It is also maintained by appellant that there is no competent medical testimony showing that Mr. Miller's disability is the result of the collision. Miller was riding on one of the front seats of the bus; there was a metal railing in front of him. The evidence shows that at the time of the collision the bus was traveling at a speed of somewhere between 45 and 60 miles an hour. It struck the Oxner truck broadside with such force that it pushed the truck in front of the bus sideways for a distance of 123 feet before the truck became disengaged from the bus. The wheels on the truck were in contact with the ground to such an extent that, although going sideways, they dug a trench about 4 inches deep. All of this goes to show that the impact of the bus striking the truck was terrific; Miller was thrown from his seat violently, and after the bus came to a stop he was on the floor, unable to move his lower extremities. His legs felt cool and numb and he could not get up; an ambulance took him to Marianna, then he was removed to the hospital in Memphis. He lost consciousness; he was paralyzed from his waist down and could not move his legs or body; he could not control his kidneys or his bowels and it was necessary to insert a catheter and colon tube.
Dr. Bland W. Cannon, of Memphis, qualified as an expert. He is a neuro-surgeon, having received training in neurology at Mayo's Clinic, and received his Master's Degree in neurological surgery at the University of Minnesota. He is a member of the Board of Neurology and a Fellow of the American Surgical College. Dr. Cannon testified that, in his opinion, Miller is unable to do physical work, and that this condition is permanent. He further testified that Miller's condition is complicated by multiple sclerosis; that about 15% of the cases of multiple sclerosis are traced to trauma and in this instance the multiple sclerosis cannot be separated from the injury. He was asked:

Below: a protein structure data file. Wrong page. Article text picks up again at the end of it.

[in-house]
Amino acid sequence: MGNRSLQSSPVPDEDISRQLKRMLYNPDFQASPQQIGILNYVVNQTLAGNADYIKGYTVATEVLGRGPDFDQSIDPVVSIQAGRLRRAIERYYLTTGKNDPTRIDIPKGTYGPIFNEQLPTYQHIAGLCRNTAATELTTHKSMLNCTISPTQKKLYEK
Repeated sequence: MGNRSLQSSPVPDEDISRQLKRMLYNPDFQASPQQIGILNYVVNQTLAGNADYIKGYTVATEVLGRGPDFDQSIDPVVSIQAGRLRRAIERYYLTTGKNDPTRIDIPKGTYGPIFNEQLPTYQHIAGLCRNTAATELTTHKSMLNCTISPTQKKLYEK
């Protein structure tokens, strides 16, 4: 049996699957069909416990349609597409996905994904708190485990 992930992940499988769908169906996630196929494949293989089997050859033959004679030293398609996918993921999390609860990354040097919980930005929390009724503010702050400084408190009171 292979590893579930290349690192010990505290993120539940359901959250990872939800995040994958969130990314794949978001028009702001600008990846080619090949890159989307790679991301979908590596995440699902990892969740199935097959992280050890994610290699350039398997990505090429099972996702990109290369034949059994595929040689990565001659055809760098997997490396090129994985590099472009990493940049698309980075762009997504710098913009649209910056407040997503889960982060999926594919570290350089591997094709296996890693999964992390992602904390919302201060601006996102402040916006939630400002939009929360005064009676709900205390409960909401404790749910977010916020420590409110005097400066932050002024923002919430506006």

"Q. In your opinion, is there a causal connection between this patient's accident and his present condition?
A. Yes, sir. I would like, for a second, to draw, to dovetail what I think about his present condition. I think he had an injury to the cord in his back and that he never completely recovered from that injury, because within the period we expected him to recover, as I told you, I expected him to get better and he didn't, he reached a plateau and then he went backwards. I would have to assume that the trauma he had was the initial cause of it and that the multiple sclerosis has now complicated the picture and is contributing to the trouble."
Dr. Louis P. Britt, of the Campbell Clinic, at Memphis, gave evidence to the effect that, in his opinion, Miller is permanently disabled and will never be able to carry on his former occupation. Dr. C. M. T. Kirkman, of Helena, also testified on behalf of appellee, V. W. Miller. The appellant produced no medical testimony.
The evidence is substantial to the effect that when Miller was thrown from his seat by the collision he received an injury to the spinal cord, from which his disability has developed, and that he is permanently and totally disabled.